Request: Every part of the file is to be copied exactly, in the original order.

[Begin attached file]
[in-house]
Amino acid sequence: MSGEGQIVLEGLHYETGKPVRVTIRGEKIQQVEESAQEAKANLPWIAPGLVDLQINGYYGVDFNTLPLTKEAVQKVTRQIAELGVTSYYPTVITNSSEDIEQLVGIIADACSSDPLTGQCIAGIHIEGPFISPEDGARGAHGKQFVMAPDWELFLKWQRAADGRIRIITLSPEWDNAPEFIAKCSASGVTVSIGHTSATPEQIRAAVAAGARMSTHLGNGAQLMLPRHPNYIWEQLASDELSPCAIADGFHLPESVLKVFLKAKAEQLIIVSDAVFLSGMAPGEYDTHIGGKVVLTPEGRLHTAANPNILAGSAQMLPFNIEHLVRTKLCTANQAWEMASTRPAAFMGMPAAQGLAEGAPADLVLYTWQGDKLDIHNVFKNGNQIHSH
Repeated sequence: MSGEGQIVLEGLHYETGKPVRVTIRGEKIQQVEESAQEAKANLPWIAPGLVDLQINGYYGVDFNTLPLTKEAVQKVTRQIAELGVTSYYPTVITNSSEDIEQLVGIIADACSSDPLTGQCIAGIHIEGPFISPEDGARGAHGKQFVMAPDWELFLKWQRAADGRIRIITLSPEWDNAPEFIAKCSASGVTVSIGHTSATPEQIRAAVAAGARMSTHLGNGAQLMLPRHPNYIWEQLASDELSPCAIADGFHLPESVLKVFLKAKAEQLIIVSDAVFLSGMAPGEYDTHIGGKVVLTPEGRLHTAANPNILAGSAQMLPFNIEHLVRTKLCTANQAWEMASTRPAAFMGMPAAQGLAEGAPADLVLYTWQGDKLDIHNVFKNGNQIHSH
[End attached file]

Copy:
[in-house]
Amino acid sequence: MSGEGQIVLEGLHYETGKPVRVTIRGEKIQQVEESAQEAKANLPWIAPGLVDLQINGYYGVDFNTLPLTKEAVQKVTRQIAELGVTSYYPTVITNSSEDIEQLVGIIADACSSDPLTGQCIAGIHIEGPFISPEDGARGAHGKQFVMAPDWELFLKWQRAADGRIRIITLSPEWDNAPEFIAKCSASGVTVSIGHTSATPEQIRAAVAAGARMSTHLGNGAQLMLPRHPNYIWEQLASDELSPCAIADGFHLPESVLKVFLKAKAEQLIIVSDAVFLSGMAPGEYDTHIGGKVVLTPEGRLHTAANPNILAGSAQMLPFNIEHLVRTKLCTANQAWEMASTRPAAFMGMPAAQGLAEGAPADLVLYTWQGDKLDIHNVFKNGNQIHSH
Repeated sequence: MSGEGQIVLEGLHYETGKPVRVTIRGEKIQQVEESAQEAKANLPWIAPGLVDLQINGYYGVDFNTLPLTKEAVQKVTRQIAELGVTSYYPTVITNSSEDIEQLVGIIADACSSDPLTGQCIAGIHIEGPFISPEDGARGAHGKQFVMAPDWELFLKWQRAADGRIRIITLSPEWDNAPEFIAKCSASGVTVSIGHTSATPEQIRAAVAAGARMSTHLGNGAQLMLPRHPNYIWEQLASDELSPCAIADGFHLPESVLKVFLKAKAEQLIIVSDAVFLSGMAPGEYDTHIGGKVVLTPEGRLHTAANPNILAGSAQMLPFNIEHLVRTKLCTANQAWEMASTRPAAFMGMPAAQGLAEGAPADLVLYTWQGDKLDIHNVFKNGNQIHSH